What should we think about negative interest rates? What kind of Alice-in-Wonderland world are we living in when companies and households are paid to borrow and charged if they save?
Seemingly crazy, negative interest rates are spreading nonetheless. Implemented by central banks in Europe, Japan and elsewhere, they now apply in countries accounting for a quarter of the global economy. Should we be worried? Could we see negative rates in Britain?
The British economy showed a glimmer of improvement last week. The UK’s composite PMI index, a measure of business confidence as reported in surveys from large and small firms, rose from 51.1 in February to 51.4 in March. With readings above 50 indicating business leaders think their sector is growing, this looks a decent result.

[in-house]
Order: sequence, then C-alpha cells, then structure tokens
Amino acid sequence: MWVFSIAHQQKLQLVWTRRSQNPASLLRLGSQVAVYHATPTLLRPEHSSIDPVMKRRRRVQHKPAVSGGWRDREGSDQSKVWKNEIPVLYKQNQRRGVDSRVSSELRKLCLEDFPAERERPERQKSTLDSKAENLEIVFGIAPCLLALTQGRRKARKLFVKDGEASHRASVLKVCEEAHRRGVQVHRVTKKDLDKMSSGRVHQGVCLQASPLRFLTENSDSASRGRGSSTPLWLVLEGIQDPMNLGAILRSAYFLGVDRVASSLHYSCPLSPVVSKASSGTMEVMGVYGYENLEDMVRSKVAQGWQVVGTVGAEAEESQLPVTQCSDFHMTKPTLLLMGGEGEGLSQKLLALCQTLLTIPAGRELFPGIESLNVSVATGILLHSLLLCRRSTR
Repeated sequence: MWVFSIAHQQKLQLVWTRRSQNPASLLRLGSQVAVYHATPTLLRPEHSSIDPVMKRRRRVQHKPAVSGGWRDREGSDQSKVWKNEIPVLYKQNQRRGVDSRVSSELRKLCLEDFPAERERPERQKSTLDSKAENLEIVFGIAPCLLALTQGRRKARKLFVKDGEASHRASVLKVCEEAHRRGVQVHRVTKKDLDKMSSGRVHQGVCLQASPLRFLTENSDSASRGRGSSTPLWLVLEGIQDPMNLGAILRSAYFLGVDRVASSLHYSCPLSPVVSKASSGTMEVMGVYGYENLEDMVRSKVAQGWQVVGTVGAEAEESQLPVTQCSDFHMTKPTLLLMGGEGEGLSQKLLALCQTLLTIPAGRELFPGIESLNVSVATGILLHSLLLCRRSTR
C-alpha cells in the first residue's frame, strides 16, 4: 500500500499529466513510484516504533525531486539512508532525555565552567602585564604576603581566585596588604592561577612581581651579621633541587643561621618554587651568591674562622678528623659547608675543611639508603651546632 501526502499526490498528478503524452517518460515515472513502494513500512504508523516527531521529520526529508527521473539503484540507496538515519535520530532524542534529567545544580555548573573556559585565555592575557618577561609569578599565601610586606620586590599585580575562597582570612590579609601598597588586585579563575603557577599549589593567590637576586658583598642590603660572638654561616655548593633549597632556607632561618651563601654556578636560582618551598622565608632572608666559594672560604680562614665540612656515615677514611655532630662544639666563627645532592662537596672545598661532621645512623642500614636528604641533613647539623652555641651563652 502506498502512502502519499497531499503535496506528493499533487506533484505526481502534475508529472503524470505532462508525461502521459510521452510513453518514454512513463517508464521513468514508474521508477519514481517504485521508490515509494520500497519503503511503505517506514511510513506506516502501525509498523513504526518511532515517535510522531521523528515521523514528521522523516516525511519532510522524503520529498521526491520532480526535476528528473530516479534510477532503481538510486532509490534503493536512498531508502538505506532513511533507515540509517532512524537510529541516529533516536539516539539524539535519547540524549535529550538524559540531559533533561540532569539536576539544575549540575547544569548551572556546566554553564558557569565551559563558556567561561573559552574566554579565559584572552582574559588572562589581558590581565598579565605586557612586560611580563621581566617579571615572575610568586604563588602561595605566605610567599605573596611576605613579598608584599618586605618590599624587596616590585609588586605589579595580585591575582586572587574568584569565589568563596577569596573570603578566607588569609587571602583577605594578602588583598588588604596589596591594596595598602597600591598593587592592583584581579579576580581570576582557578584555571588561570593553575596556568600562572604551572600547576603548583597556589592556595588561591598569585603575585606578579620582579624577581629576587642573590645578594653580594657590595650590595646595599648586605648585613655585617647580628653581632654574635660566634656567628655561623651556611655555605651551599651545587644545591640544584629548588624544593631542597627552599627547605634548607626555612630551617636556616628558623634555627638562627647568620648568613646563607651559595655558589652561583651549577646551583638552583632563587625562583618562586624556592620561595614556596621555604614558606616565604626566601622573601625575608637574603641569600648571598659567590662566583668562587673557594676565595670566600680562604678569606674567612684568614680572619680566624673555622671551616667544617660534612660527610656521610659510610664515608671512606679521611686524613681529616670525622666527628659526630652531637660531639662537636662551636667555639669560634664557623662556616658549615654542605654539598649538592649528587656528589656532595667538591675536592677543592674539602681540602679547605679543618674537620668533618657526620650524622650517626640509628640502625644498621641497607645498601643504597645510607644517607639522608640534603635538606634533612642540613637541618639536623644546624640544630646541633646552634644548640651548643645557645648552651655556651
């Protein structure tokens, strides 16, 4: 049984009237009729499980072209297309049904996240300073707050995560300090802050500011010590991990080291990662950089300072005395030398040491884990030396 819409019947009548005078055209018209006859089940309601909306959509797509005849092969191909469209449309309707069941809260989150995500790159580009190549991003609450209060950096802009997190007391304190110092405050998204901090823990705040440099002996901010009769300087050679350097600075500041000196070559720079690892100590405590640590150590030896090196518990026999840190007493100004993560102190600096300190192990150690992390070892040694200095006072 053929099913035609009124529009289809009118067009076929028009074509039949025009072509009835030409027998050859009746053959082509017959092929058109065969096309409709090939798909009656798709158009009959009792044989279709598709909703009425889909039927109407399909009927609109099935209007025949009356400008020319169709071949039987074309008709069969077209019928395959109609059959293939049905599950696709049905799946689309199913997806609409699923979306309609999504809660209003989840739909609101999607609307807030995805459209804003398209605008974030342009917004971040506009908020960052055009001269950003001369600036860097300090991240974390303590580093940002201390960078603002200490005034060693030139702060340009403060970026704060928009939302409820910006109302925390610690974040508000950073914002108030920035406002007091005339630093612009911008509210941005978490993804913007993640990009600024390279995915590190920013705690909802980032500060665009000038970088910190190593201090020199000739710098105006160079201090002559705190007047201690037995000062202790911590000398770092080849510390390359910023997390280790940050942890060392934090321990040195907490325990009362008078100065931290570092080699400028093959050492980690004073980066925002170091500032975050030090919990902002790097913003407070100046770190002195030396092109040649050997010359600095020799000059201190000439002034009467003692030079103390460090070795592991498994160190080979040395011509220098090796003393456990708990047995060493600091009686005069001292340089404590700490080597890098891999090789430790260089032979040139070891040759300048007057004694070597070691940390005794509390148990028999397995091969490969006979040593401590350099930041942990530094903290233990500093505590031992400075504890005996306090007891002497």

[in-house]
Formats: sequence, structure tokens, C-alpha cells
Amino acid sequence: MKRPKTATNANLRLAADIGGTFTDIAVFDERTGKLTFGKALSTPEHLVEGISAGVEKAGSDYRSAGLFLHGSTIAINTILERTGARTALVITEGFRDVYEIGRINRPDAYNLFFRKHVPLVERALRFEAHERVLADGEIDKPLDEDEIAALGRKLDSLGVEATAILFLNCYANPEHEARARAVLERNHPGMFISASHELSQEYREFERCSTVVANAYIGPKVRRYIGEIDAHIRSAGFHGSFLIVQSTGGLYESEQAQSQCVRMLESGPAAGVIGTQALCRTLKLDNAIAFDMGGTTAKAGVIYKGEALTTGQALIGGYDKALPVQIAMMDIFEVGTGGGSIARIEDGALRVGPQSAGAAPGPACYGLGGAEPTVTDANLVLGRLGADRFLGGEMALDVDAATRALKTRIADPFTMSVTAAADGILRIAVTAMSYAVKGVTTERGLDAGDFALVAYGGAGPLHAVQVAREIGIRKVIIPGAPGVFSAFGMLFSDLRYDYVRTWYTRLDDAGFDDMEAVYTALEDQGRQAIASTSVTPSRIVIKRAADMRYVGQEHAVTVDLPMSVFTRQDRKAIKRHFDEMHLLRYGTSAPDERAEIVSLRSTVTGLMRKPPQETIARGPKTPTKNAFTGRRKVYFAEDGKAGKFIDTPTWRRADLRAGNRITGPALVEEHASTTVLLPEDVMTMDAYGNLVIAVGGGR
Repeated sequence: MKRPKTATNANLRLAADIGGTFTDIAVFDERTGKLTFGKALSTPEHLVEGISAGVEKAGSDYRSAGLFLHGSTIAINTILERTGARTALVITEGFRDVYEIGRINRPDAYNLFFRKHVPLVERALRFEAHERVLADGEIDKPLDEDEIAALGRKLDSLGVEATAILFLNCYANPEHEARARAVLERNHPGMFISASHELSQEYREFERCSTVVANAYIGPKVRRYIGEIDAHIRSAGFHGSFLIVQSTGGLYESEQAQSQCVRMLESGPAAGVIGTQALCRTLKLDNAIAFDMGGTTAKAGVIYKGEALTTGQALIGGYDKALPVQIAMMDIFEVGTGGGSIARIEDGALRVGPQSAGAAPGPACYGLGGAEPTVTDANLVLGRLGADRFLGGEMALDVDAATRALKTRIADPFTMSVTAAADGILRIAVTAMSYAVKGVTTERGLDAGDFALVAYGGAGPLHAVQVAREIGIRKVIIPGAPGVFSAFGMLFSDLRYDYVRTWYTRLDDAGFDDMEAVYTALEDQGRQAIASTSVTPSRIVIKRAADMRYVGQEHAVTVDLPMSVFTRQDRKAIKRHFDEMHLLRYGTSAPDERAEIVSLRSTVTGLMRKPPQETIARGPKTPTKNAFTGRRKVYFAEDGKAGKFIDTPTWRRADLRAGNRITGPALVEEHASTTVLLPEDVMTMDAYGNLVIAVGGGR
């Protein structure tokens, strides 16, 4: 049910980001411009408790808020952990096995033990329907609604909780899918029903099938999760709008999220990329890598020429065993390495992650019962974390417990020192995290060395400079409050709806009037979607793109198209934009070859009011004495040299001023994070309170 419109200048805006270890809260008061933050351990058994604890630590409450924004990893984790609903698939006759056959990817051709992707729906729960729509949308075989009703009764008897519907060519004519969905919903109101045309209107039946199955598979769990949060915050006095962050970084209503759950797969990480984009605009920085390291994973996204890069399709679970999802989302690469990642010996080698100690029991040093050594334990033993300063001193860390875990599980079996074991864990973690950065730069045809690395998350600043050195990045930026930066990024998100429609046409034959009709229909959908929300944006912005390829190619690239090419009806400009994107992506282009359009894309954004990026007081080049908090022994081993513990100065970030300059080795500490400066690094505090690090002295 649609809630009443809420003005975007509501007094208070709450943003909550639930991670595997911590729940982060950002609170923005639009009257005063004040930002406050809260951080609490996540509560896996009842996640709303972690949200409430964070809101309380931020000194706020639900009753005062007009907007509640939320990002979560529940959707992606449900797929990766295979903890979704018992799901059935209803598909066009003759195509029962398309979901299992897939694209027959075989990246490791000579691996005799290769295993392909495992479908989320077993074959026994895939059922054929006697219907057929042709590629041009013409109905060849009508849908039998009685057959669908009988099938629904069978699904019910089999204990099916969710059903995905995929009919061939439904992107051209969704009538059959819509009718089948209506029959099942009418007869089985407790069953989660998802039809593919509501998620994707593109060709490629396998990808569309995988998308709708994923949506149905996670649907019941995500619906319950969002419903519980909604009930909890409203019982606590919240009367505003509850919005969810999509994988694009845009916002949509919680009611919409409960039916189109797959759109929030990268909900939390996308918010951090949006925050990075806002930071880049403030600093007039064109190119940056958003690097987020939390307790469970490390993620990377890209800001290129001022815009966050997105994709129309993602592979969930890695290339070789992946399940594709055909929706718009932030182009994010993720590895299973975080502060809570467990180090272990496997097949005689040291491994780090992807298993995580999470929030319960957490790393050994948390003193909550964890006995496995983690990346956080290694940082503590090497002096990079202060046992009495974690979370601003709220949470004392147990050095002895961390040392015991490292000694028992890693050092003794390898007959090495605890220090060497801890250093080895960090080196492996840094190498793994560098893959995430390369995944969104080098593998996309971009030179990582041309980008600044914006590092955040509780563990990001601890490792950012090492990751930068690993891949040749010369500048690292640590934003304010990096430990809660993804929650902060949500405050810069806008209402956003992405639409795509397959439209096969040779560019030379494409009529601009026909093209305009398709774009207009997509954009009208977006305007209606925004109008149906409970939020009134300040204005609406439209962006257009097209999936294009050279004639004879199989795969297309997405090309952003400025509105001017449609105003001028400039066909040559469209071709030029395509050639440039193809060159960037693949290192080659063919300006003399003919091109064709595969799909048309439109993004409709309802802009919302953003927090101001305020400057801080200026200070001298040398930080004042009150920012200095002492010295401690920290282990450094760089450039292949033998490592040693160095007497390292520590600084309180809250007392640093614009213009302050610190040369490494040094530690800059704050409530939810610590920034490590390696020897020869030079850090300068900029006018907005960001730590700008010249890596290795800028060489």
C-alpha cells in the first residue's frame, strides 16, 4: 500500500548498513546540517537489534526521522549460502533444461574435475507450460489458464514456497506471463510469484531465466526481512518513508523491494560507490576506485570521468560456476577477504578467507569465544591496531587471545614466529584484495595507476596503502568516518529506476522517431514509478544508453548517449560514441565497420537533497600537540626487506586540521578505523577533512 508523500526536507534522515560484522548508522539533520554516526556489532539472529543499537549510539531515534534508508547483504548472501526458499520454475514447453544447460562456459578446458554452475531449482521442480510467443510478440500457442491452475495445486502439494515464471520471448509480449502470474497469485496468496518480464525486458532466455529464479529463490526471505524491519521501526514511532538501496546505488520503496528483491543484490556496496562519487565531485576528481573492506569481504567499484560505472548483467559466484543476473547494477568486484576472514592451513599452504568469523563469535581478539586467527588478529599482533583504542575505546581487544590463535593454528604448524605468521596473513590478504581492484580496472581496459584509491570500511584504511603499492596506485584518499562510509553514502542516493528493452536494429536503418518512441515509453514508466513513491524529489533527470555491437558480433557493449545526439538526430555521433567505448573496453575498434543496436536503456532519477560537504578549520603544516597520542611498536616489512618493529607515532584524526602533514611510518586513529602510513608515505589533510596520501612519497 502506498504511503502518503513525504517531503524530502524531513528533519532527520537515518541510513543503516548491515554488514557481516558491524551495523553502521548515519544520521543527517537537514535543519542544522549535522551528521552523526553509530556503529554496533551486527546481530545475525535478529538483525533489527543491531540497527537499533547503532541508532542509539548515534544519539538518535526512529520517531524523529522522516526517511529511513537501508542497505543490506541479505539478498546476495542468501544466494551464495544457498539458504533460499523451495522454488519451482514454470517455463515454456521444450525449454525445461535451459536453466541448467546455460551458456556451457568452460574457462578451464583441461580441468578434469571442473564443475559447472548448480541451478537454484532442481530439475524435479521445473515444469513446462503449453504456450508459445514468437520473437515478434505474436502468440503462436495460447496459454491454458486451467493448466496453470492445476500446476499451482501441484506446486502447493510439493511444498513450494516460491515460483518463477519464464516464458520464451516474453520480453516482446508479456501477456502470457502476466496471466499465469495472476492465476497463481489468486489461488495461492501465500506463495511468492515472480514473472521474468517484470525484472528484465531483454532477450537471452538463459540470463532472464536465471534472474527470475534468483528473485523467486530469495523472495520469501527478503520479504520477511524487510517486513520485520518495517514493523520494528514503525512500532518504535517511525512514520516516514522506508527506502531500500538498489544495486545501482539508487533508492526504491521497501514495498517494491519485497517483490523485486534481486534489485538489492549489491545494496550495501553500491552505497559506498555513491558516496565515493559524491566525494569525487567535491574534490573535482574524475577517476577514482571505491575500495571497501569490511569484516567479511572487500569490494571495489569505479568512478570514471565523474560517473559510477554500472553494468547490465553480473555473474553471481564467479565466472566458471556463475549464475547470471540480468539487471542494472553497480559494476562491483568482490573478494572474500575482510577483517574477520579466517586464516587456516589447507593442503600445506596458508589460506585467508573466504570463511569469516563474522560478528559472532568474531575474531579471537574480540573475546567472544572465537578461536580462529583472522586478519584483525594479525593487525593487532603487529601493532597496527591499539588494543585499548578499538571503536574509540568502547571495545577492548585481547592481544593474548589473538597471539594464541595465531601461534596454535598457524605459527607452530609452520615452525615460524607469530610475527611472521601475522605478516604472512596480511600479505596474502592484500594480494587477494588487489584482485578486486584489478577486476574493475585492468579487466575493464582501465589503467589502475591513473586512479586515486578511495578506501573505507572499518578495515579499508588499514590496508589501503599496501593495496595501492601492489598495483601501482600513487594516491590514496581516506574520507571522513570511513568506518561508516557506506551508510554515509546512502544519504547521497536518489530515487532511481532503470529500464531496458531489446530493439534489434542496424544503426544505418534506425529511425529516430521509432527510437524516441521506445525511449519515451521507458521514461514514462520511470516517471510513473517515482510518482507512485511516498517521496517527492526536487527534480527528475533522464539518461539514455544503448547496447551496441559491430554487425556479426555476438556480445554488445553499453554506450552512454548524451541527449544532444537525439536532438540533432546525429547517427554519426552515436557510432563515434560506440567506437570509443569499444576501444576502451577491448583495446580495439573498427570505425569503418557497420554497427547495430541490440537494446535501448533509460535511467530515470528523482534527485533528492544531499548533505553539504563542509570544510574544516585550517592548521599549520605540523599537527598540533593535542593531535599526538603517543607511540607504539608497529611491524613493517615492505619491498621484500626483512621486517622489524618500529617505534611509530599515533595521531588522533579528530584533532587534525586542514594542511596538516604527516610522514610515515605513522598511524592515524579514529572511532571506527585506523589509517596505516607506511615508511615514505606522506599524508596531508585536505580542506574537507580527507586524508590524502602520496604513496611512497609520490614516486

The detailed figures show, though, that the UK is failing to “re-balance” away from fickle consumption to towards solid investment-led growth. The Manufacturing PMI index edged up from to 48.3 last month, this key sector continuing to contract. The Construction PMI sub-index was even more moribund, inching forward to just 47.2.